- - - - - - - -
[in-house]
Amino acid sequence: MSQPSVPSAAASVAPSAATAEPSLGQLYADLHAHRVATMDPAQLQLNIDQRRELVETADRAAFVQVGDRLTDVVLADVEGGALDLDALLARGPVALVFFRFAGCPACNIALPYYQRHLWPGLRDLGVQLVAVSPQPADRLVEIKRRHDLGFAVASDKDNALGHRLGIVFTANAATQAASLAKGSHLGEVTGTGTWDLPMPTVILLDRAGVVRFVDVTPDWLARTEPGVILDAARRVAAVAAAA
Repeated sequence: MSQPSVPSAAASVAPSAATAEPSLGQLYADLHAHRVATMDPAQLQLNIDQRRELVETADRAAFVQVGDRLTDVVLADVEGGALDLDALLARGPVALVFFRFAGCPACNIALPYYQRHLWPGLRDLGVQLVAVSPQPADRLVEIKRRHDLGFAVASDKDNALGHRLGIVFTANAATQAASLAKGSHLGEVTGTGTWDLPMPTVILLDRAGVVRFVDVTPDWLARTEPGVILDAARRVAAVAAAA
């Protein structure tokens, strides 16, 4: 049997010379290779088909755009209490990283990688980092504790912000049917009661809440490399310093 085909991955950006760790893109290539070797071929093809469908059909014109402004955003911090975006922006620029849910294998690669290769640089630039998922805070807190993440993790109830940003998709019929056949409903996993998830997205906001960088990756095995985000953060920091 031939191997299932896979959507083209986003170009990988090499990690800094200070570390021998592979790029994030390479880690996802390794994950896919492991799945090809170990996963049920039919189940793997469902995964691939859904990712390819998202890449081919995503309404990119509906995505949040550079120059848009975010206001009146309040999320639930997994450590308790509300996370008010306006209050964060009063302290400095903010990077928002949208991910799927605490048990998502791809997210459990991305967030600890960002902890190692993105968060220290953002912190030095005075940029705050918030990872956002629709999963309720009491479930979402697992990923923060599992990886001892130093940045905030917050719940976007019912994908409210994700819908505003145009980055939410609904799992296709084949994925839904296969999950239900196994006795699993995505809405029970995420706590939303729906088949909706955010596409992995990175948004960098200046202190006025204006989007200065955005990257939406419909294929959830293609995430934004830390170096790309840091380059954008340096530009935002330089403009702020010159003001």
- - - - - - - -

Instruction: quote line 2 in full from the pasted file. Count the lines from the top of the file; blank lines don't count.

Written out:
Amino acid sequence: MSQPSVPSAAASVAPSAATAEPSLGQLYADLHAHRVATMDPAQLQLNIDQRRELVETADRAAFVQVGDRLTDVVLADVEGGALDLDALLARGPVALVFFRFAGCPACNIALPYYQRHLWPGLRDLGVQLVAVSPQPADRLVEIKRRHDLGFAVASDKDNALGHRLGIVFTANAATQAASLAKGSHLGEVTGTGTWDLPMPTVILLDRAGVVRFVDVTPDWLARTEPGVILDAARRVAAVAAAA